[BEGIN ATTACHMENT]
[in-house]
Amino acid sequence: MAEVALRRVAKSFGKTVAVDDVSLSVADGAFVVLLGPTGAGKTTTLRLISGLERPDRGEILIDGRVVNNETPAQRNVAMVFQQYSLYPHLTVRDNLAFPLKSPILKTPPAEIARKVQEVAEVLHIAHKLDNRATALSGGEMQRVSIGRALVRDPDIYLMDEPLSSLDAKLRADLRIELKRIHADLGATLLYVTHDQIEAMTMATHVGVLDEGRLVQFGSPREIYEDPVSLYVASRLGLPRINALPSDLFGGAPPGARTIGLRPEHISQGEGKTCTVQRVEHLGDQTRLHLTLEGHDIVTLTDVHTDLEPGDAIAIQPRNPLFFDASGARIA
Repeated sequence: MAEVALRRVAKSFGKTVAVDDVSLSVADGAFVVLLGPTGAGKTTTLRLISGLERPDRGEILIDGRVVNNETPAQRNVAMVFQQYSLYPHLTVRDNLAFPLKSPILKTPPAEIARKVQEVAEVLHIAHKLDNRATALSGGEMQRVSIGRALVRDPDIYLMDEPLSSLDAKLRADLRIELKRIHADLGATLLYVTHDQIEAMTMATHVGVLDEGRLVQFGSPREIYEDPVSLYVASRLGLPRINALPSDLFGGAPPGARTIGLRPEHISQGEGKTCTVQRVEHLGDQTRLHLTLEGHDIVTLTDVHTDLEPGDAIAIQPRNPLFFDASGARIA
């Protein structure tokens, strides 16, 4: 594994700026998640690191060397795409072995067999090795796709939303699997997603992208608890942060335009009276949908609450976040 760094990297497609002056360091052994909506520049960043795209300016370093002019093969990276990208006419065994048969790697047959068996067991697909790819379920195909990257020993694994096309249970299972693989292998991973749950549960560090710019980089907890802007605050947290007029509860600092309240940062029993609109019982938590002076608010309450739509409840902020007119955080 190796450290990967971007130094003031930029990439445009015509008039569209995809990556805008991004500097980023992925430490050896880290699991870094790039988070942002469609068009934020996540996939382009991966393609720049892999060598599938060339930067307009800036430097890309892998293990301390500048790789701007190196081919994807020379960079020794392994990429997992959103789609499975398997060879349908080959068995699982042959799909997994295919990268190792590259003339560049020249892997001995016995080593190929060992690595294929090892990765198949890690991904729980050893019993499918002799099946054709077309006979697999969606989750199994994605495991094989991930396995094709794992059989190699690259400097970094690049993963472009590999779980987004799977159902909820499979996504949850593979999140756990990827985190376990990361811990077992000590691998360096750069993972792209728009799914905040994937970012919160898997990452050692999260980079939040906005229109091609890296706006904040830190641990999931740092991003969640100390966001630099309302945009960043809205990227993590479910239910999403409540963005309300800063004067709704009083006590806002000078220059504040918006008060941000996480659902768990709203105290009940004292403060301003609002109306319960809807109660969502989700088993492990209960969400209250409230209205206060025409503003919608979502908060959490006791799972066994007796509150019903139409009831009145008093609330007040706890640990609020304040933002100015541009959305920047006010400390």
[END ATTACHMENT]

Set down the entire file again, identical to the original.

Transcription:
[in-house]
Amino acid sequence: MAEVALRRVAKSFGKTVAVDDVSLSVADGAFVVLLGPTGAGKTTTLRLISGLERPDRGEILIDGRVVNNETPAQRNVAMVFQQYSLYPHLTVRDNLAFPLKSPILKTPPAEIARKVQEVAEVLHIAHKLDNRATALSGGEMQRVSIGRALVRDPDIYLMDEPLSSLDAKLRADLRIELKRIHADLGATLLYVTHDQIEAMTMATHVGVLDEGRLVQFGSPREIYEDPVSLYVASRLGLPRINALPSDLFGGAPPGARTIGLRPEHISQGEGKTCTVQRVEHLGDQTRLHLTLEGHDIVTLTDVHTDLEPGDAIAIQPRNPLFFDASGARIA
Repeated sequence: MAEVALRRVAKSFGKTVAVDDVSLSVADGAFVVLLGPTGAGKTTTLRLISGLERPDRGEILIDGRVVNNETPAQRNVAMVFQQYSLYPHLTVRDNLAFPLKSPILKTPPAEIARKVQEVAEVLHIAHKLDNRATALSGGEMQRVSIGRALVRDPDIYLMDEPLSSLDAKLRADLRIELKRIHADLGATLLYVTHDQIEAMTMATHVGVLDEGRLVQFGSPREIYEDPVSLYVASRLGLPRINALPSDLFGGAPPGARTIGLRPEHISQGEGKTCTVQRVEHLGDQTRLHLTLEGHDIVTLTDVHTDLEPGDAIAIQPRNPLFFDASGARIA
């Protein structure tokens, strides 16, 4: 594994700026998640690191060397795409072995067999090795796709939303699997997603992208608890942060335009009276949908609450976040 760094990297497609002056360091052994909506520049960043795209300016370093002019093969990276990208006419065994048969790697047959068996067991697909790819379920195909990257020993694994096309249970299972693989292998991973749950549960560090710019980089907890802007605050947290007029509860600092309240940062029993609109019982938590002076608010309450739509409840902020007119955080 190796450290990967971007130094003031930029990439445009015509008039569209995809990556805008991004500097980023992925430490050896880290699991870094790039988070942002469609068009934020996540996939382009991966393609720049892999060598599938060339930067307009800036430097890309892998293990301390500048790789701007190196081919994807020379960079020794392994990429997992959103789609499975398997060879349908080959068995699982042959799909997994295919990268190792590259003339560049020249892997001995016995080593190929060992690595294929090892990765198949890690991904729980050893019993499918002799099946054709077309006979697999969606989750199994994605495991094989991930396995094709794992059989190699690259400097970094690049993963472009590999779980987004799977159902909820499979996504949850593979999140756990990827985190376990990361811990077992000590691998360096750069993972792209728009799914905040994937970012919160898997990452050692999260980079939040906005229109091609890296706006904040830190641990999931740092991003969640100390966001630099309302945009960043809205990227993590479910239910999403409540963005309300800063004067709704009083006590806002000078220059504040918006008060941000996480659902768990709203105290009940004292403060301003609002109306319960809807109660969502989700088993492990209960969400209250409230209205206060025409503003919608979502908060959490006791799972066994007796509150019903139409009831009145008093609330007040706890640990609020304040933002100015541009959305920047006010400390």